- It’s pretty important for you to have fingers. I’d even go as far as to say it’s vital. They’re needed for pressing on the buttons (I’ll explain this action later) and are they only way to do so. No, your nose is not a replacement for fingers. Nor are your toes. Sorry, this is just how the world is.
- Having fingers is a good start but fingers on their own aren’t enough to be a great game-person. They need to be attached to something. We’ll call these things “hands”, which in turn need to be connected to “arms” (Google it), and they need to be coupled with a “body”, preferably your own.
- William Shakespeare is dire at videogames. Shocking I know. The reason for this is because he’s not alive. Try to be alive if you want to be good at videogames.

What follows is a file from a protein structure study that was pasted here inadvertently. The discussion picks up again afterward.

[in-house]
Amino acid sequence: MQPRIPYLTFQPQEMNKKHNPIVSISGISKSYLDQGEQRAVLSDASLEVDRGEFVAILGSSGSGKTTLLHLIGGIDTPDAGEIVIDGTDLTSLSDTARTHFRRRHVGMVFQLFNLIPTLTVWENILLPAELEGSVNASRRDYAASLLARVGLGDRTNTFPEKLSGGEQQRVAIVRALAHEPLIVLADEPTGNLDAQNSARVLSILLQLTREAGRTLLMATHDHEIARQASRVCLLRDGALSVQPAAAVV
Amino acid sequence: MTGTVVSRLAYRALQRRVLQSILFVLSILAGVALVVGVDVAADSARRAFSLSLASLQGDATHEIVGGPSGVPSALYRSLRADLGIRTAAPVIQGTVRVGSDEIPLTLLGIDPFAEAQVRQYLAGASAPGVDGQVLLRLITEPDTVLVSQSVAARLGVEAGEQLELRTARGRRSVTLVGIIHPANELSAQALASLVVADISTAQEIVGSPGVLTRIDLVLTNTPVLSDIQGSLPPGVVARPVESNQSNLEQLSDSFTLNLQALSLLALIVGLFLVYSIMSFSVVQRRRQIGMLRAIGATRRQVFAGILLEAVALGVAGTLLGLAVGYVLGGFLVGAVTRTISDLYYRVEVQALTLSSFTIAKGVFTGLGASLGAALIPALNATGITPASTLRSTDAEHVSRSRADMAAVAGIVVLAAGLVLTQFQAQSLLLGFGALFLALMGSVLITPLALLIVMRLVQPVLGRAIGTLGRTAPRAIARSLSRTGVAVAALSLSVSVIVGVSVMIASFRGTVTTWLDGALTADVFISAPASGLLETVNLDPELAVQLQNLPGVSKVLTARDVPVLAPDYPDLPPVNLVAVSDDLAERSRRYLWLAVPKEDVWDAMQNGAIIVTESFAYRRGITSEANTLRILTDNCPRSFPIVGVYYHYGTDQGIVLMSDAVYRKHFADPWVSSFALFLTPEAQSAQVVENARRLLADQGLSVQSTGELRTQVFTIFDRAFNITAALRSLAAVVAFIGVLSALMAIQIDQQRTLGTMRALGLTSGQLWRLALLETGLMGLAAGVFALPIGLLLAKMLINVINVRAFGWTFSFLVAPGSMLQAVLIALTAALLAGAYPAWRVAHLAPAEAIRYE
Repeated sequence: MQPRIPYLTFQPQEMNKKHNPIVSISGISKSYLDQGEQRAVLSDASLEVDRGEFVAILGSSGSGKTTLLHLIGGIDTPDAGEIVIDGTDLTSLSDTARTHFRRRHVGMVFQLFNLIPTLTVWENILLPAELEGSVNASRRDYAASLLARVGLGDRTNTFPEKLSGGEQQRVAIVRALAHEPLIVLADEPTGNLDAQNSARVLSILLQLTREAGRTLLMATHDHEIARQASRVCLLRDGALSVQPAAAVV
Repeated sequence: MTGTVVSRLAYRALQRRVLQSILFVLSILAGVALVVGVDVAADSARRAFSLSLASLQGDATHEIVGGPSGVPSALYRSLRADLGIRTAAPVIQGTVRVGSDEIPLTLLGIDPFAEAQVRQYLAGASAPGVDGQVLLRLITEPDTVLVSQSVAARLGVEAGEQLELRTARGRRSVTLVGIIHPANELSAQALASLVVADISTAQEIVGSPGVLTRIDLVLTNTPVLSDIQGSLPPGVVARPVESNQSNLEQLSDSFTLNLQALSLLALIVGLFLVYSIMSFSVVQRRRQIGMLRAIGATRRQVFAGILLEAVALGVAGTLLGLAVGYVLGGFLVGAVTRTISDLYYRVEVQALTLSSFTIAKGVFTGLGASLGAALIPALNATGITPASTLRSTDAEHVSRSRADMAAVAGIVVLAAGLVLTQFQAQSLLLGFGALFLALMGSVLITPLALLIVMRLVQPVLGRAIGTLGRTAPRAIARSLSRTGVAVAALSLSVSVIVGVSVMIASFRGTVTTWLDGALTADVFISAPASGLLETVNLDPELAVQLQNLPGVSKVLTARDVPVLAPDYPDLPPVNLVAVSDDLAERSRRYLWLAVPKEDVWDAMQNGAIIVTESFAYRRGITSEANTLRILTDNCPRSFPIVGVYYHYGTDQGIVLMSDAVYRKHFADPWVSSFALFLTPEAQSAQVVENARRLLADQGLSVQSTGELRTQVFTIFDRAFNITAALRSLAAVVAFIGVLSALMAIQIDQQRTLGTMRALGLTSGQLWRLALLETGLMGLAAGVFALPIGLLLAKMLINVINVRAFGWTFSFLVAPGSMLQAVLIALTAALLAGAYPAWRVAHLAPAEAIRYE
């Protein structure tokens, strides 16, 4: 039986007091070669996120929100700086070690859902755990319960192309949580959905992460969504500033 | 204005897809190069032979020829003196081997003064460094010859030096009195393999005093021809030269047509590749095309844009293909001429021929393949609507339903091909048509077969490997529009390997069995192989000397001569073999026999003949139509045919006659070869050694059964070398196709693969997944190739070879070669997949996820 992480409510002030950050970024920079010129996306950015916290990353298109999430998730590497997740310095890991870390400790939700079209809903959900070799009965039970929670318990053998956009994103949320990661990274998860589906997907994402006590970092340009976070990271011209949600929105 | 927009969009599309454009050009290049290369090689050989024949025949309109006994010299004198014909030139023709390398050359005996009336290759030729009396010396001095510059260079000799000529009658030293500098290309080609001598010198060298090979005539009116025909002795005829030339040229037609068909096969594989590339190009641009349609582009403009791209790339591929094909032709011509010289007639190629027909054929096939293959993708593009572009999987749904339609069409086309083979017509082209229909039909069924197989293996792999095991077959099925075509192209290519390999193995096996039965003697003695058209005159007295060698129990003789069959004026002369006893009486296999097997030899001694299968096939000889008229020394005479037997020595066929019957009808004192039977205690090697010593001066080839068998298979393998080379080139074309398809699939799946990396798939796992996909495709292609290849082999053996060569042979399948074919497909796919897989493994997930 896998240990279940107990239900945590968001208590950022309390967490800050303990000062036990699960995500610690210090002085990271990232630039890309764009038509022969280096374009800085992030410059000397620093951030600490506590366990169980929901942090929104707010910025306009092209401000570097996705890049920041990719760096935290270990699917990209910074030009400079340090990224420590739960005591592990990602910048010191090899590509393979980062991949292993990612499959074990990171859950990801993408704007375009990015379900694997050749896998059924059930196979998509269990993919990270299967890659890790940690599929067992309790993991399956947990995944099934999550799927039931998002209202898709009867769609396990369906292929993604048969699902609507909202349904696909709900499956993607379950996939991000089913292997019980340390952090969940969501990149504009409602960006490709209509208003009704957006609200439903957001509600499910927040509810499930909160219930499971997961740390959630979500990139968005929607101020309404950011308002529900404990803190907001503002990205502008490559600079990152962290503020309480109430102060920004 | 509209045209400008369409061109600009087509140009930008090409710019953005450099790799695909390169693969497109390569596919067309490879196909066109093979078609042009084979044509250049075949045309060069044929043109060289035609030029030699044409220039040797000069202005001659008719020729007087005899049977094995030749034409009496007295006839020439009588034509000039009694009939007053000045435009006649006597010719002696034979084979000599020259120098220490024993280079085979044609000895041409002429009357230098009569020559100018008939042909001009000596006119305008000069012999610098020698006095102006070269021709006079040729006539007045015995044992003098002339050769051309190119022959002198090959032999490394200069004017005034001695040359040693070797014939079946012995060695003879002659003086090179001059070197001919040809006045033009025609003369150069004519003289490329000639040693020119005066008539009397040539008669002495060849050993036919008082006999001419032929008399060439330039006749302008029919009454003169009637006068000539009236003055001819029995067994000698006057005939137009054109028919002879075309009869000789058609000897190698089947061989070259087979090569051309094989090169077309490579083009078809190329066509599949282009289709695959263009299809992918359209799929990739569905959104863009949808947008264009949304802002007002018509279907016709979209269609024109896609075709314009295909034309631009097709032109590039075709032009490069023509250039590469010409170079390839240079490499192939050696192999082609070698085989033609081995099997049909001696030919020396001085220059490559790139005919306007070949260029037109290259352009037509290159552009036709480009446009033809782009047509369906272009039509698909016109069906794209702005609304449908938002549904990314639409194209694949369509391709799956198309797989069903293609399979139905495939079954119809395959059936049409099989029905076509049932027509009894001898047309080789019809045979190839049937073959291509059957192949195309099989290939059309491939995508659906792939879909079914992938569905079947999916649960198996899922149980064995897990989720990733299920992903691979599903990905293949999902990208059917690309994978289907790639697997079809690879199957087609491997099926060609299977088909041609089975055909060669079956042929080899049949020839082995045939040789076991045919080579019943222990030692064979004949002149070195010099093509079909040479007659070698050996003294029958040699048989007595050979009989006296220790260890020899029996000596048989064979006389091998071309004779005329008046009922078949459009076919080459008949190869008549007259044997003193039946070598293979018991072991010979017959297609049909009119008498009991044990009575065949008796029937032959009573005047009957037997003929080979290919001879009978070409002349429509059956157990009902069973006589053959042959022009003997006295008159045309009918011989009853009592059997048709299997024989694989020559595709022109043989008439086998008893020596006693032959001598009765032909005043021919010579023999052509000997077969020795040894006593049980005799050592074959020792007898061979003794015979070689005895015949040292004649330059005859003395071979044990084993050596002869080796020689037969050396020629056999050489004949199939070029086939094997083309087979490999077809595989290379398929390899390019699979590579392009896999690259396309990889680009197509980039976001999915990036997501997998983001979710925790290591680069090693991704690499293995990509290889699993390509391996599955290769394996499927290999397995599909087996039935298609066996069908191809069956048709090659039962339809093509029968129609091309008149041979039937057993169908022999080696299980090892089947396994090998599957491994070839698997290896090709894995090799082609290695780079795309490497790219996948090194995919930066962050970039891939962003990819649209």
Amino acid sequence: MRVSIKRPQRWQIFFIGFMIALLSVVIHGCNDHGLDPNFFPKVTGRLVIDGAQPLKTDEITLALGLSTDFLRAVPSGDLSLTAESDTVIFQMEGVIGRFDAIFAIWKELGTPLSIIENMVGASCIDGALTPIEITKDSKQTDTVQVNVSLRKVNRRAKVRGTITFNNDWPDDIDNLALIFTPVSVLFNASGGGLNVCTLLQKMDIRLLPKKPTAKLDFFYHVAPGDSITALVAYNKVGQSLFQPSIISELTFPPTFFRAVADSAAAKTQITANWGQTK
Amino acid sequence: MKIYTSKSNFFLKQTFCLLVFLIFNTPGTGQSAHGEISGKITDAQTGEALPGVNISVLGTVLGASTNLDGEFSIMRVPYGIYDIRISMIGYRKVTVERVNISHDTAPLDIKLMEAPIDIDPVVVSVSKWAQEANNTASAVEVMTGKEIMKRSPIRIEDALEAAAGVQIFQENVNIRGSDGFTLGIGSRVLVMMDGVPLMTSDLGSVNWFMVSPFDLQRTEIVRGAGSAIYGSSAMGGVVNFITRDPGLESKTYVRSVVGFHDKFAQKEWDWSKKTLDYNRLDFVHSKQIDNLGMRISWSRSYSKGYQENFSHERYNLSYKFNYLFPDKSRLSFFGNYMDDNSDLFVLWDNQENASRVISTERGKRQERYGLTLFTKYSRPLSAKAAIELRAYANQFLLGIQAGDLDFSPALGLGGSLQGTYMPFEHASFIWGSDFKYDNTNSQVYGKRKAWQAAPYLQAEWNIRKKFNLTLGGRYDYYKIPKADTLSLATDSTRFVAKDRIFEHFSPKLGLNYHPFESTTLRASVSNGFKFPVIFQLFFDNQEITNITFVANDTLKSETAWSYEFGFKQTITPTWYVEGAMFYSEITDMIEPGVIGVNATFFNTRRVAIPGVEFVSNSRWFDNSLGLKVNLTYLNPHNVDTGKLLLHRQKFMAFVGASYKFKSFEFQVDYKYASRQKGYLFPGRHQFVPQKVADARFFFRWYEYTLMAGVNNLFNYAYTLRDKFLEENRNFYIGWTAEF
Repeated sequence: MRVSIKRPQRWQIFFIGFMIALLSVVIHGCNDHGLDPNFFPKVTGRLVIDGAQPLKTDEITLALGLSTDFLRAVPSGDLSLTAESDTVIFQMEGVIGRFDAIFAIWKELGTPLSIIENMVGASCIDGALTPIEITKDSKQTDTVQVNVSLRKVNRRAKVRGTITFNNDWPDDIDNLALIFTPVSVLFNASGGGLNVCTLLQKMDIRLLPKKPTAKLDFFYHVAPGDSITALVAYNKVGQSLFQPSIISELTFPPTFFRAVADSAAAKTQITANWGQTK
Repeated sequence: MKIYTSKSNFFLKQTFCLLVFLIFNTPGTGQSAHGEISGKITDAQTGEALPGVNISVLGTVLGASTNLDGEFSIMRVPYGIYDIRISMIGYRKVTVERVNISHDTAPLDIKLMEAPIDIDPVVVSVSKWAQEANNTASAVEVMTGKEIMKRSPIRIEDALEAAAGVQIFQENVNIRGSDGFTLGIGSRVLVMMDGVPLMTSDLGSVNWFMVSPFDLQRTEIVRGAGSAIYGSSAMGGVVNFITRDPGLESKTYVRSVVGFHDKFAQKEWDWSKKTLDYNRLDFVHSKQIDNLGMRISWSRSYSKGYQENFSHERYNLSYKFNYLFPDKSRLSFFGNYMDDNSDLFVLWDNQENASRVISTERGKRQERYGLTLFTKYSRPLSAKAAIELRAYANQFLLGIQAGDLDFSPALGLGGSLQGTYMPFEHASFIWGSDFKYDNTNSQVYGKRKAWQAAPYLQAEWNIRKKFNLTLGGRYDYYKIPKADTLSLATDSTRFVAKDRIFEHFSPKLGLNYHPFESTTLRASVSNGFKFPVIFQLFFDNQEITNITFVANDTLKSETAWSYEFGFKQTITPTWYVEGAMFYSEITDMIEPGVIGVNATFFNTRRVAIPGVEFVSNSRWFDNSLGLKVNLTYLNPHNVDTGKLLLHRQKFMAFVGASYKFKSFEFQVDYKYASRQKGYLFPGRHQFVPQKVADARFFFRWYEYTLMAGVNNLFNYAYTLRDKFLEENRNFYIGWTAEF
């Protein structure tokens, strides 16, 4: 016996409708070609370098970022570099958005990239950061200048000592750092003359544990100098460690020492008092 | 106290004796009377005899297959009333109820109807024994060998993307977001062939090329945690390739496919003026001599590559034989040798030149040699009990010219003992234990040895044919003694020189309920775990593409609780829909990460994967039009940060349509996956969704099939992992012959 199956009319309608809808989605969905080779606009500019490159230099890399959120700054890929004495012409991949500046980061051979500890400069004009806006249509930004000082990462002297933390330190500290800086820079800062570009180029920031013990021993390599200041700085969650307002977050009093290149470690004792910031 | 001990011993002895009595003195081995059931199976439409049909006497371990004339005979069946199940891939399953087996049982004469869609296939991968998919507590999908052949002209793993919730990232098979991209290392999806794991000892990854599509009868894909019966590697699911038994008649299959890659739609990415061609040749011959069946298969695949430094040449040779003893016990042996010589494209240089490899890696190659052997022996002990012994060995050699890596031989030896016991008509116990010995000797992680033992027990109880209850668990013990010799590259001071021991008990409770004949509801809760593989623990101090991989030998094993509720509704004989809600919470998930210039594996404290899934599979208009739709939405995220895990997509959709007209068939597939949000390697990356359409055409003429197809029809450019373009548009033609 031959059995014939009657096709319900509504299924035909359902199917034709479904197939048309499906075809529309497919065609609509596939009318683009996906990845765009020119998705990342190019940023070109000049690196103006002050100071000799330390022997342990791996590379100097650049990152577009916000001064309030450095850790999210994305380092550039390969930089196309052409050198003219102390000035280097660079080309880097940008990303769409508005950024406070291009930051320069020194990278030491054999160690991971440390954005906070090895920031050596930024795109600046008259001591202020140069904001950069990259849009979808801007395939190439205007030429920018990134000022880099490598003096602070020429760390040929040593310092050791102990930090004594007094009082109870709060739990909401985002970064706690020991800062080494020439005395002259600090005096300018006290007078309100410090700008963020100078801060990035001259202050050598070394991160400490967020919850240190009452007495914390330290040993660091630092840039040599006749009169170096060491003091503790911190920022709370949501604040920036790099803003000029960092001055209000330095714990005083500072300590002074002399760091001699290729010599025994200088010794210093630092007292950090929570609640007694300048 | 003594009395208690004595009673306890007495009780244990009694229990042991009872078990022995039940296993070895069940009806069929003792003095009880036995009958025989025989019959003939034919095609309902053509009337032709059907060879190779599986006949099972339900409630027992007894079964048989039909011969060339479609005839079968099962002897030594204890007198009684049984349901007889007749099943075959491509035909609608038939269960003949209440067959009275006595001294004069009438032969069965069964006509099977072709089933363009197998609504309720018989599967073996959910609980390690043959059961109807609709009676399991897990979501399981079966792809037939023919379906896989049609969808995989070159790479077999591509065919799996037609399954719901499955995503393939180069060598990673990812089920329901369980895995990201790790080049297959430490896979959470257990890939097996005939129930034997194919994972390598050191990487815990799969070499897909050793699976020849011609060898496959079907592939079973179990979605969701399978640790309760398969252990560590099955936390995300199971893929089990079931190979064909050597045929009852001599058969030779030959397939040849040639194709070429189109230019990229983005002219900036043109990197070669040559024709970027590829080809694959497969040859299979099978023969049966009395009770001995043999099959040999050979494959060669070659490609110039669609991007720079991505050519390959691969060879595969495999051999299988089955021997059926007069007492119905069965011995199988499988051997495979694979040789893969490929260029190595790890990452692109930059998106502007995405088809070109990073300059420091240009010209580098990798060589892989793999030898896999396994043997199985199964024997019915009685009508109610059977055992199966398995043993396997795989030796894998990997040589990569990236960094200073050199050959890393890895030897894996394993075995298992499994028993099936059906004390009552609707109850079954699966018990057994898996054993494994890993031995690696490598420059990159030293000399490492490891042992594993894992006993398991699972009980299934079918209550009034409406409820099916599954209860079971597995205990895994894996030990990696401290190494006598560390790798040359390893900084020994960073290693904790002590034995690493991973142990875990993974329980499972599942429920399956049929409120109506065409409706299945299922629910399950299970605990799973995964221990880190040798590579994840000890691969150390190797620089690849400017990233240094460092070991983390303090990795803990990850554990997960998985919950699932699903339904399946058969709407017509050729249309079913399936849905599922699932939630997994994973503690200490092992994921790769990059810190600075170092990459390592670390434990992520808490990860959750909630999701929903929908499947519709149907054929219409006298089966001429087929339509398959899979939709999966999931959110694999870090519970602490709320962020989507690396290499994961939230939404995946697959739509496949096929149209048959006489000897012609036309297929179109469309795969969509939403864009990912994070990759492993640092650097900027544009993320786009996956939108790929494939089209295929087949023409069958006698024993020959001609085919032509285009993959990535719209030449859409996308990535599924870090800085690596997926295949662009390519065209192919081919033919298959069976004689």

- Make sure you’re playing a videogame. You can’t be good at a videogame if you’re not playing a videogame.
- Videogames are about pressing buttons. No, not chocolate buttons. No, not the buttons on your clothes either. Please stop interrupting me. They appear on a controller (basically a lump of plastic that makes magic happen) which you hold in your “hands” (see 2). You hold the controller in both “hands”. Try to use an even amount of pressure; not too hard, but not too soft. Don’t be worried about getting this wrong. Unless you hold it too hard and end up crushing the controller, embedding splintered plastic in your freakishly powerful hands. If that happens you can be worried.
- You want to push these buttons (see 5) with your “fingers” (see 1). Again pressure is key. Too soft and nothing will happen. Too hard and you will most likely penetrate the controller. This will most likely lead to you losing your finger. As we’ve established fingers are crucial for videogames. If you lose a finger you will not be as good at videogames.
- Is it really worth all this hassle to be good at videogames? The chance of losing a finger, or at least seriously maiming yourself, seems too high. I’d just stick with your competitive cup stacking.